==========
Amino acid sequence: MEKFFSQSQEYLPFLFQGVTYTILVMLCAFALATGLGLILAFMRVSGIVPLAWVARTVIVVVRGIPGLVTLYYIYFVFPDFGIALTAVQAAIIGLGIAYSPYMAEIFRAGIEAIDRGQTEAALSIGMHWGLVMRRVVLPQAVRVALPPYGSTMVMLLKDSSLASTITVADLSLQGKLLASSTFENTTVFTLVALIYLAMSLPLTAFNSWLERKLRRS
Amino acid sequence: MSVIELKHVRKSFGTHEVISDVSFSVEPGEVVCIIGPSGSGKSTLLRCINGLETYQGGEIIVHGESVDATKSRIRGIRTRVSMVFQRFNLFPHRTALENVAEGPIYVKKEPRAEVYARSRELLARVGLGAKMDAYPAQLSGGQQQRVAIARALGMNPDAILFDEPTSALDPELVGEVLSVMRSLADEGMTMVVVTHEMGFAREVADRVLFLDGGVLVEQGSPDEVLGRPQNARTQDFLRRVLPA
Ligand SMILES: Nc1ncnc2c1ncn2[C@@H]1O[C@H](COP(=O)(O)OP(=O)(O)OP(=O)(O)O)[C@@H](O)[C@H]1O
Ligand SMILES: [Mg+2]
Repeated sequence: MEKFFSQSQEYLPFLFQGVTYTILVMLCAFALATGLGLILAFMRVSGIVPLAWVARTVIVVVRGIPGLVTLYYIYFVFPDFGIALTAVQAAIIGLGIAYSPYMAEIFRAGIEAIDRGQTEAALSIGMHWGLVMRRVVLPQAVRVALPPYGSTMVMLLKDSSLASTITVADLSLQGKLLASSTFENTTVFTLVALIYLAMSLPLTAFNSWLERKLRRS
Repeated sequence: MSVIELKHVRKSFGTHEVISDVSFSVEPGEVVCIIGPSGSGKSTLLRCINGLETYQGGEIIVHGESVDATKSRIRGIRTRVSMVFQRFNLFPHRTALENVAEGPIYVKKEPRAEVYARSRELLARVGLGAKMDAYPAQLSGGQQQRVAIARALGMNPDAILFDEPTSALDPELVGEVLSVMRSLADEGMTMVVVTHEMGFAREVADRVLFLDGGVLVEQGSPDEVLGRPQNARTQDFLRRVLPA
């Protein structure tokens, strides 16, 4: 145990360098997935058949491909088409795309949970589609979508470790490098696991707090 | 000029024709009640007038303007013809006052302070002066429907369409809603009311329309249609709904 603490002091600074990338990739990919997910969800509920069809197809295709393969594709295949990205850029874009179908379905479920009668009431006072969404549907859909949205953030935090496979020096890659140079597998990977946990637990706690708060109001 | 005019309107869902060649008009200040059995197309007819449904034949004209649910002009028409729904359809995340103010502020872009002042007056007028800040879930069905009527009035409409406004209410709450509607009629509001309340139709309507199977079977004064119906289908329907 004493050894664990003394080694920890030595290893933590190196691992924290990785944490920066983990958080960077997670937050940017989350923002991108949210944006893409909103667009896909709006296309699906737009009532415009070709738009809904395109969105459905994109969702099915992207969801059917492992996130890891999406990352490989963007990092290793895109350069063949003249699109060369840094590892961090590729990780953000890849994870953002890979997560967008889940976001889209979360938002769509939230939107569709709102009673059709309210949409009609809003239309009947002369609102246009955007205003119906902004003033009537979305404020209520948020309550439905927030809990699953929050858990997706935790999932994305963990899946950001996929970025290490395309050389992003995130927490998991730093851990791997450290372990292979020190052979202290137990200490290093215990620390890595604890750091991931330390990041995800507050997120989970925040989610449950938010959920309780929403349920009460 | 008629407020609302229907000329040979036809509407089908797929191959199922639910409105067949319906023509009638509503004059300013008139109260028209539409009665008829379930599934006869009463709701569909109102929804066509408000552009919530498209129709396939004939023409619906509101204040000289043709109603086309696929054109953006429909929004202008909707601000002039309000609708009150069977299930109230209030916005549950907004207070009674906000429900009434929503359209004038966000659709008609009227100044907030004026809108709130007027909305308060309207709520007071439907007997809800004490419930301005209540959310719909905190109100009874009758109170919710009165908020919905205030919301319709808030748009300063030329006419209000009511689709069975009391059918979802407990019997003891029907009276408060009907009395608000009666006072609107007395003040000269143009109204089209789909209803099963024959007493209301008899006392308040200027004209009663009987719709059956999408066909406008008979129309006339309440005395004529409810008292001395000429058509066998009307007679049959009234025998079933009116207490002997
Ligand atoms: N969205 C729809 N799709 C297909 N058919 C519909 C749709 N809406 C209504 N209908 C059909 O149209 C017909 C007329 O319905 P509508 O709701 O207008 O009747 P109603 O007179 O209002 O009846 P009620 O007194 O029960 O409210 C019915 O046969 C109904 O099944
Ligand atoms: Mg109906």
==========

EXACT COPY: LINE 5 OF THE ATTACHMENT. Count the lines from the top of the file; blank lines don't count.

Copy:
Repeated sequence: MEKFFSQSQEYLPFLFQGVTYTILVMLCAFALATGLGLILAFMRVSGIVPLAWVARTVIVVVRGIPGLVTLYYIYFVFPDFGIALTAVQAAIIGLGIAYSPYMAEIFRAGIEAIDRGQTEAALSIGMHWGLVMRRVVLPQAVRVALPPYGSTMVMLLKDSSLASTITVADLSLQGKLLASSTFENTTVFTLVALIYLAMSLPLTAFNSWLERKLRRS